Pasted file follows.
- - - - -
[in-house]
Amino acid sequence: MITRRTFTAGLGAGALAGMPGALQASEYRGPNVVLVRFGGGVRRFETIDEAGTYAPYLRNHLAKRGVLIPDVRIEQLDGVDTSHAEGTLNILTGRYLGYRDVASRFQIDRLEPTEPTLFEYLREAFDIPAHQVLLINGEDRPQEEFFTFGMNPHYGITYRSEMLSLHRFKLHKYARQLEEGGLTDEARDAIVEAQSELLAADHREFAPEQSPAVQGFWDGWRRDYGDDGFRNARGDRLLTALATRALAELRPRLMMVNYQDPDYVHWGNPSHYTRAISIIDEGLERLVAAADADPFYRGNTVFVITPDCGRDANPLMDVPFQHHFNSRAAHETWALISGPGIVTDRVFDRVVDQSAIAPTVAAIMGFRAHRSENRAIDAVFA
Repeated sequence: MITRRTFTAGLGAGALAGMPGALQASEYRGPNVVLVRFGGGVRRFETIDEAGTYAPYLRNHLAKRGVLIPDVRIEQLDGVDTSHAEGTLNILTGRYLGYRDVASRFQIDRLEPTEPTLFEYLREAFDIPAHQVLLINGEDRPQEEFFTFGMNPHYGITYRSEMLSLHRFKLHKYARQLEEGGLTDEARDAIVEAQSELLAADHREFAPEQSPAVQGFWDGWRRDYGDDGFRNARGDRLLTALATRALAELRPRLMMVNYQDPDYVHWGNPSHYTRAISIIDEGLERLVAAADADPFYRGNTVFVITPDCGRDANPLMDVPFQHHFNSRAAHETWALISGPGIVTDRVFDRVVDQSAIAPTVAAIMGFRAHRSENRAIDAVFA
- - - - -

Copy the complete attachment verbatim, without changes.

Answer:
[in-house]
Amino acid sequence: MITRRTFTAGLGAGALAGMPGALQASEYRGPNVVLVRFGGGVRRFETIDEAGTYAPYLRNHLAKRGVLIPDVRIEQLDGVDTSHAEGTLNILTGRYLGYRDVASRFQIDRLEPTEPTLFEYLREAFDIPAHQVLLINGEDRPQEEFFTFGMNPHYGITYRSEMLSLHRFKLHKYARQLEEGGLTDEARDAIVEAQSELLAADHREFAPEQSPAVQGFWDGWRRDYGDDGFRNARGDRLLTALATRALAELRPRLMMVNYQDPDYVHWGNPSHYTRAISIIDEGLERLVAAADADPFYRGNTVFVITPDCGRDANPLMDVPFQHHFNSRAAHETWALISGPGIVTDRVFDRVVDQSAIAPTVAAIMGFRAHRSENRAIDAVFA
Repeated sequence: MITRRTFTAGLGAGALAGMPGALQASEYRGPNVVLVRFGGGVRRFETIDEAGTYAPYLRNHLAKRGVLIPDVRIEQLDGVDTSHAEGTLNILTGRYLGYRDVASRFQIDRLEPTEPTLFEYLREAFDIPAHQVLLINGEDRPQEEFFTFGMNPHYGITYRSEMLSLHRFKLHKYARQLEEGGLTDEARDAIVEAQSELLAADHREFAPEQSPAVQGFWDGWRRDYGDDGFRNARGDRLLTALATRALAELRPRLMMVNYQDPDYVHWGNPSHYTRAISIIDEGLERLVAAADADPFYRGNTVFVITPDCGRDANPLMDVPFQHHFNSRAAHETWALISGPGIVTDRVFDRVVDQSAIAPTVAAIMGFRAHRSENRAIDAVFA